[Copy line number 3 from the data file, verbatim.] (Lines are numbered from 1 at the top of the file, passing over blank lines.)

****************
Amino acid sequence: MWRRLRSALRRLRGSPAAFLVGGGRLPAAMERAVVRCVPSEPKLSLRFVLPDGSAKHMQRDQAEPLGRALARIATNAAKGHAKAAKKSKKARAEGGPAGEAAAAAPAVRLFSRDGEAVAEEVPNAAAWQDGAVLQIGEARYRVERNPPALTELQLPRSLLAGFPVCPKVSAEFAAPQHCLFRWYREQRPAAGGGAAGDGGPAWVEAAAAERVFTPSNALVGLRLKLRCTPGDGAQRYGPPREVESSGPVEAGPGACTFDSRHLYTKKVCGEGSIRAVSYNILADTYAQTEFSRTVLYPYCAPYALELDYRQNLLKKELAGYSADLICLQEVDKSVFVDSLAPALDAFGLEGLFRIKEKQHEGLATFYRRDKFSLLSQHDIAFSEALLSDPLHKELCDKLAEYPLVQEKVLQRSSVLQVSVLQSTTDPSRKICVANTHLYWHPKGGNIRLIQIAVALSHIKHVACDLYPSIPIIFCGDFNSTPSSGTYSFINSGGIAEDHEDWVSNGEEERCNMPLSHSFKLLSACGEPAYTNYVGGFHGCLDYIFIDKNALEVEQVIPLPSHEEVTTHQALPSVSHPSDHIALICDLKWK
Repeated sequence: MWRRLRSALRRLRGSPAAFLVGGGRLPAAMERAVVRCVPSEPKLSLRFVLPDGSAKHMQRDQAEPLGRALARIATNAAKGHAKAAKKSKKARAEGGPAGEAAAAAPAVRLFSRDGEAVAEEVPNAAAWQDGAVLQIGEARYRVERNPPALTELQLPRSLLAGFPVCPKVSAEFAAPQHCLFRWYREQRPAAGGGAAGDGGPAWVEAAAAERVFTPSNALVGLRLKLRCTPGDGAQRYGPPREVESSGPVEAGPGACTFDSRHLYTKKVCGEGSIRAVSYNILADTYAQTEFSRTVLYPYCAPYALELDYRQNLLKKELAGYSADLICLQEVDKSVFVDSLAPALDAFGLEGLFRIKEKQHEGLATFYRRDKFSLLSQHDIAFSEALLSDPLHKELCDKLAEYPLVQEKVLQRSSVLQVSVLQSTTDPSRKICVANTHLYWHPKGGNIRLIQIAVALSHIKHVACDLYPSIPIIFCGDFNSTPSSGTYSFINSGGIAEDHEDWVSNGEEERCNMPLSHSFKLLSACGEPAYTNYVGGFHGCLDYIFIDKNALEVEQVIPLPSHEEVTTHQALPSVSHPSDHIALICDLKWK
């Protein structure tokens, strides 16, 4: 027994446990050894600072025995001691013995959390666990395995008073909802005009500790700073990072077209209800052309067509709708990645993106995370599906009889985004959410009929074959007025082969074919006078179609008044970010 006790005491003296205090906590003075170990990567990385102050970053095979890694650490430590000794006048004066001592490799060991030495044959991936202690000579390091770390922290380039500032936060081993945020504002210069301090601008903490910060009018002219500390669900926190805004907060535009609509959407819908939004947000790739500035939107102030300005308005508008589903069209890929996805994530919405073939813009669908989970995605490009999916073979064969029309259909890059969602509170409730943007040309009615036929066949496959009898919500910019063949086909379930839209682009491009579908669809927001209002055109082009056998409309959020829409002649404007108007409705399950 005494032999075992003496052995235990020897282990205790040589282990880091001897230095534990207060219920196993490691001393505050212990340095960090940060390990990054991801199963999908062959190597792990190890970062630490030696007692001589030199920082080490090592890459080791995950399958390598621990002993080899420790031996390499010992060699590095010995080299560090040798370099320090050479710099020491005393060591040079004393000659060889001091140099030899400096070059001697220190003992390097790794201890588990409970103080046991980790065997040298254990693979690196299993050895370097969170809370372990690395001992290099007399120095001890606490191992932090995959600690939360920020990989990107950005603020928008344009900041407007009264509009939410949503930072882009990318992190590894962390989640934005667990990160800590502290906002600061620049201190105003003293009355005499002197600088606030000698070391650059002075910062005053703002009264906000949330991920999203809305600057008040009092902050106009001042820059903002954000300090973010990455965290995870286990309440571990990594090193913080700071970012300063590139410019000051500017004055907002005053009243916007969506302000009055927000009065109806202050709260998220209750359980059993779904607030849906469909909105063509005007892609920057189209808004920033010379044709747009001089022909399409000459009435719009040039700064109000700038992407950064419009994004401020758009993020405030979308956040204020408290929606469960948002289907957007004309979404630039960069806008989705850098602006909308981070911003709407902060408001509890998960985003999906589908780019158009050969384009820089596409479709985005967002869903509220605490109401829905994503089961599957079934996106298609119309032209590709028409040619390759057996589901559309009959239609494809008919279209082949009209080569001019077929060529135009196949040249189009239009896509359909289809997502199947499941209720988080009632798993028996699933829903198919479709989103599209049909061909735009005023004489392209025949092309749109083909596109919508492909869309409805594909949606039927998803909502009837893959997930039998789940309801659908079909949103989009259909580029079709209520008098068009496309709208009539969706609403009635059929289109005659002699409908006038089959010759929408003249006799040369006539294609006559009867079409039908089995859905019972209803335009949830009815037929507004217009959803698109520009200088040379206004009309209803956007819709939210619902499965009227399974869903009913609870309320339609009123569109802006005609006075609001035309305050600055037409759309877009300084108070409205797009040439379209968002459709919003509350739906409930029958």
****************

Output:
């Protein structure tokens, strides 16, 4: 027994446990050894600072025995001691013995959390666990395995008073909802005009500790700073990072077209209800052309067509709708990645993106995370599906009889985004959410009929074959007025082969074919006078179609008044970010 006790005491003296205090906590003075170990990567990385102050970053095979890694650490430590000794006048004066001592490799060991030495044959991936202690000579390091770390922290380039500032936060081993945020504002210069301090601008903490910060009018002219500390669900926190805004907060535009609509959407819908939004947000790739500035939107102030300005308005508008589903069209890929996805994530919405073939813009669908989970995605490009999916073979064969029309259909890059969602509170409730943007040309009615036929066949496959009898919500910019063949086909379930839209682009491009579908669809927001209002055109082009056998409309959020829409002649404007108007409705399950 005494032999075992003496052995235990020897282990205790040589282990880091001897230095534990207060219920196993490691001393505050212990340095960090940060390990990054991801199963999908062959190597792990190890970062630490030696007692001589030199920082080490090592890459080791995950399958390598621990002993080899420790031996390499010992060699590095010995080299560090040798370099320090050479710099020491005393060591040079004393000659060889001091140099030899400096070059001697220190003992390097790794201890588990409970103080046991980790065997040298254990693979690196299993050895370097969170809370372990690395001992290099007399120095001890606490191992932090995959600690939360920020990989990107950005603020928008344009900041407007009264509009939410949503930072882009990318992190590894962390989640934005667990990160800590502290906002600061620049201190105003003293009355005499002197600088606030000698070391650059002075910062005053703002009264906000949330991920999203809305600057008040009092902050106009001042820059903002954000300090973010990455965290995870286990309440571990990594090193913080700071970012300063590139410019000051500017004055907002005053009243916007969506302000009055927000009065109806202050709260998220209750359980059993779904607030849906469909909105063509005007892609920057189209808004920033010379044709747009001089022909399409000459009435719009040039700064109000700038992407950064419009994004401020758009993020405030979308956040204020408290929606469960948002289907957007004309979404630039960069806008989705850098602006909308981070911003709407902060408001509890998960985003999906589908780019158009050969384009820089596409479709985005967002869903509220605490109401829905994503089961599957079934996106298609119309032209590709028409040619390759057996589901559309009959239609494809008919279209082949009209080569001019077929060529135009196949040249189009239009896509359909289809997502199947499941209720988080009632798993028996699933829903198919479709989103599209049909061909735009005023004489392209025949092309749109083909596109919508492909869309409805594909949606039927998803909502009837893959997930039998789940309801659908079909949103989009259909580029079709209520008098068009496309709208009539969706609403009635059929289109005659002699409908006038089959010759929408003249006799040369006539294609006559009867079409039908089995859905019972209803335009949830009815037929507004217009959803698109520009200088040379206004009309209803956007819709939210619902499965009227399974869903009913609870309320339609009123569109802006005609006075609001035309305050600055037409759309877009300084108070409205797009040439379209968002459709919003509350739906409930029958």